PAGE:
Food | Is UCD Gluten-Free?

 
 

Do we cater for coeliacs in UCD? Alison Lee investigates.

Most people have a vague idea of what coeliac disease is – but few people know the facts relating to this autoimmune condition. Defined as “a persistant abnormal immunological reaction to dietary gluten”, coeliac disease means that gluten (a protein found in wheat, oats, barley and rye) damages the intestinal
lining, resulting in nutrients not being absorbed properly. Therefore, people who are susceptible to this condition can suffer from gastrointestinal problems, anaemia, weight loss and mouth ulcers if they don’t stick to a strict gluten-free diet.

This is easier said than done, especially when eating out. Thanks to European Union legislation, all foods you buy in the supermarket are clearly labelled, so it’s easy to tell what’s gluten-free. But in a restaurant or café, requesting a gluten-free option can be complicated.

Imagine holding up a long noisy lunch queue anywhere on campus, trying to explain at the top of your voice what ‘gluten-free’ means to a stressed restaurant worker who may have never head the phrase before. You can’t blame some coeliacs for simply avoiding buying food on campus at all.

Communication difficulties aren’t the only obstacle to getting served a gluten-free meal. Many eateries buy in mass-produced foods like chips, chicken curry, and burgers – it’s unlikely that the ingredients of these dishes are made obvious. Even if they were, contamination of gluten-free foods can easily happen in a restaurant kitchen. For instance, it’s unsafe for a coeliac to eat chips cooked in the same oil as breaded chicken.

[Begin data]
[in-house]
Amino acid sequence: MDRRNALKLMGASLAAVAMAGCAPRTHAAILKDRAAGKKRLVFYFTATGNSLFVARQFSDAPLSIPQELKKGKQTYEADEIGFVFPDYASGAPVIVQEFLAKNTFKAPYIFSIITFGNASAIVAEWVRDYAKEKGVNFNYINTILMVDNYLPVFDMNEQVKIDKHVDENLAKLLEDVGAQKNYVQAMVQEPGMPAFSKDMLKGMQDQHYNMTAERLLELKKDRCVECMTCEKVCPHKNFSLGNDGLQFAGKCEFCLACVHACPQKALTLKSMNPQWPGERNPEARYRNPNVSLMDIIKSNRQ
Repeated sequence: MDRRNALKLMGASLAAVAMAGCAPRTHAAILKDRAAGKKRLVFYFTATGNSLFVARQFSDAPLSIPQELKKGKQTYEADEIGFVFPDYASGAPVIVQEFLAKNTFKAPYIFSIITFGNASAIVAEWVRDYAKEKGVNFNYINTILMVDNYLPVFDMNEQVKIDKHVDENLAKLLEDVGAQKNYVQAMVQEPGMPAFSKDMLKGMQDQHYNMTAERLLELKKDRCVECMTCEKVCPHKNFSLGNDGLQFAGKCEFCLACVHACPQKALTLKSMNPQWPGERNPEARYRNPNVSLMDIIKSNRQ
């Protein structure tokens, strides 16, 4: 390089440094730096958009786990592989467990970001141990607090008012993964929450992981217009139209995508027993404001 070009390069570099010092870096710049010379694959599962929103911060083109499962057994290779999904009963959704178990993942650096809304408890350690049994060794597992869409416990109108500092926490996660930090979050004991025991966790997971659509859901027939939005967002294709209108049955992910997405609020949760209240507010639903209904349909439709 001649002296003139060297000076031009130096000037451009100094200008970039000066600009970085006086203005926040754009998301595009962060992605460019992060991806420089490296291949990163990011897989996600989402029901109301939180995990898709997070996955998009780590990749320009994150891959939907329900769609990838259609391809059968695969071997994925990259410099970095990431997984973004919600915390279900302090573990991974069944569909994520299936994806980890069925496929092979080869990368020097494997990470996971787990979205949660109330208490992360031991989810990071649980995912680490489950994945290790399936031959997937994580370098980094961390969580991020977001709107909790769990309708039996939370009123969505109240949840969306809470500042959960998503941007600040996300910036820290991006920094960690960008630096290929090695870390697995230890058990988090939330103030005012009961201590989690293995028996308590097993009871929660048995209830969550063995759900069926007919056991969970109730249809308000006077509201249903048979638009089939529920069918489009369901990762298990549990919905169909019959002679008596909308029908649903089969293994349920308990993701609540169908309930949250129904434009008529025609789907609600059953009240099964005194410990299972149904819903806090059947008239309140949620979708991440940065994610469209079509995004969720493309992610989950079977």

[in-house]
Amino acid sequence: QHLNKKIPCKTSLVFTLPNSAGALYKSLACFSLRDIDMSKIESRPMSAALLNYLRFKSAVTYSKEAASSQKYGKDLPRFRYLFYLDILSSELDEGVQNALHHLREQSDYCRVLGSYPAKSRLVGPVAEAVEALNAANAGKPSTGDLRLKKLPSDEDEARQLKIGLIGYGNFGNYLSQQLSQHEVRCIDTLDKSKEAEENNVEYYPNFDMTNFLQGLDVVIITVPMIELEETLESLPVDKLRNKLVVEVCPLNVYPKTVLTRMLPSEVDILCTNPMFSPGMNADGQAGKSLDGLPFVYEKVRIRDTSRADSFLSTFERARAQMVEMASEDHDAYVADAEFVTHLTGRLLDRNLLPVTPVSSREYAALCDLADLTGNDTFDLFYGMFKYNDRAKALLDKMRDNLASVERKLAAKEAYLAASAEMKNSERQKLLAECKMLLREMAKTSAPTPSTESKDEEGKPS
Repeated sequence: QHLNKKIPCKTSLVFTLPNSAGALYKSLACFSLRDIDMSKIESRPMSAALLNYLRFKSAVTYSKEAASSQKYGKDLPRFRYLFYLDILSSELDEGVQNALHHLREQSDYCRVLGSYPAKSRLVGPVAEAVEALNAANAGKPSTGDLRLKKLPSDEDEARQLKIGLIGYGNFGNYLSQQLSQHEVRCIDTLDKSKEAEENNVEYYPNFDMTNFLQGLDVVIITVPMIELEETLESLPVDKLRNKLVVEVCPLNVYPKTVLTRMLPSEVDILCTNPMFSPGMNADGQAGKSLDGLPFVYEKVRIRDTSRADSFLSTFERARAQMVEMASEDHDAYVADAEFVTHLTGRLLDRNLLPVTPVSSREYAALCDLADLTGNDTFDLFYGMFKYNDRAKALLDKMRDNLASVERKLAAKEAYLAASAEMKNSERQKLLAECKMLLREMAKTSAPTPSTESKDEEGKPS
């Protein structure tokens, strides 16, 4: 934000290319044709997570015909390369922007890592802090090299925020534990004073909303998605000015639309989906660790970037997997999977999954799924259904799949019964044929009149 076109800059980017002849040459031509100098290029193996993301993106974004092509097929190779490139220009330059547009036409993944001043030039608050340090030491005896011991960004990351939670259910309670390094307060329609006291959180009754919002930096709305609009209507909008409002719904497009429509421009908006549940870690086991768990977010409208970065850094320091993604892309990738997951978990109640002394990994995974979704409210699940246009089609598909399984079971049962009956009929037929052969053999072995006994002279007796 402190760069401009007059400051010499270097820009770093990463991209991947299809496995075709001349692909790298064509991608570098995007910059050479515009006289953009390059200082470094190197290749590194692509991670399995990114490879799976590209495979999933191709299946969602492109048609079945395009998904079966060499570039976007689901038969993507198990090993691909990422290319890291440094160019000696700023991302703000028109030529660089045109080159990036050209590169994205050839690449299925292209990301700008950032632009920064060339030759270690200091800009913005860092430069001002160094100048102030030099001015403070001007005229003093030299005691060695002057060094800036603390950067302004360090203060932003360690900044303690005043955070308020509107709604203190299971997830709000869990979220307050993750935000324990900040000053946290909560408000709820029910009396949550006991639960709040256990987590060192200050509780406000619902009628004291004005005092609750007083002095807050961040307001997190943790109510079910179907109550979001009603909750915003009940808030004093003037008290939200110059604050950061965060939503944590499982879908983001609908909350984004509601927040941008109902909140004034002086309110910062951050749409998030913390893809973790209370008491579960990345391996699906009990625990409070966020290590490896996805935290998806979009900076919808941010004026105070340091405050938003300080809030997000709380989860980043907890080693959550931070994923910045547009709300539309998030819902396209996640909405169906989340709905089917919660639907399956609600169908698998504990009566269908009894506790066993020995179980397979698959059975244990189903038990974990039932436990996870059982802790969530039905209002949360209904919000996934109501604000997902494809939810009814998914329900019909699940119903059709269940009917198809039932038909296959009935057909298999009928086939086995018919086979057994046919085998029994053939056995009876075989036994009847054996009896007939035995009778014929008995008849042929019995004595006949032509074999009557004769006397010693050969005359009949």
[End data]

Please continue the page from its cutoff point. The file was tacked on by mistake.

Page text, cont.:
While researching this article, Otwo discovered that some cafes on campus hardly cater for coeliacs at all. The salads in Nine One One all contain croutons or pasta – a no-no for coeliacs. In the Centre Club, staff didn’t recognise the term ‘gluten-free’. Salads were the only coeliac-friendly option in Elements.
And most places only offer flour-based snacks like pastries, sandwiches, and wraps.

But it’s not all bad news: The main restaurant provides a daily gluten-free special. Also, the Arts Café offers a wide rage of gluten-free snacks like fruit, nuts, cheese, and rice cakes. The trick lies in knowing where to look.

Practical solutions could include educating restaurant workers about coeliac disease, ensuring the availiability of more gluten-free foods, or providing microwaves on campus so coeliacs could prepare their own food. But all these suggestions are fraught with complications. Maybe the key way to address the problem could simply involve heightening public awareness of what ‘gluten-free’ and ‘coeliac’ actually mean.

This is something the students could work towards, in conjuction with on-campus restaurants
and of course coeliacs themselves. The managers of the various restaurants and shops on campus would be willing to provide gluten-free options if they knew demand were there. Most people are more than happy to help – but it’s also up to coeliacs to make their voices heard.

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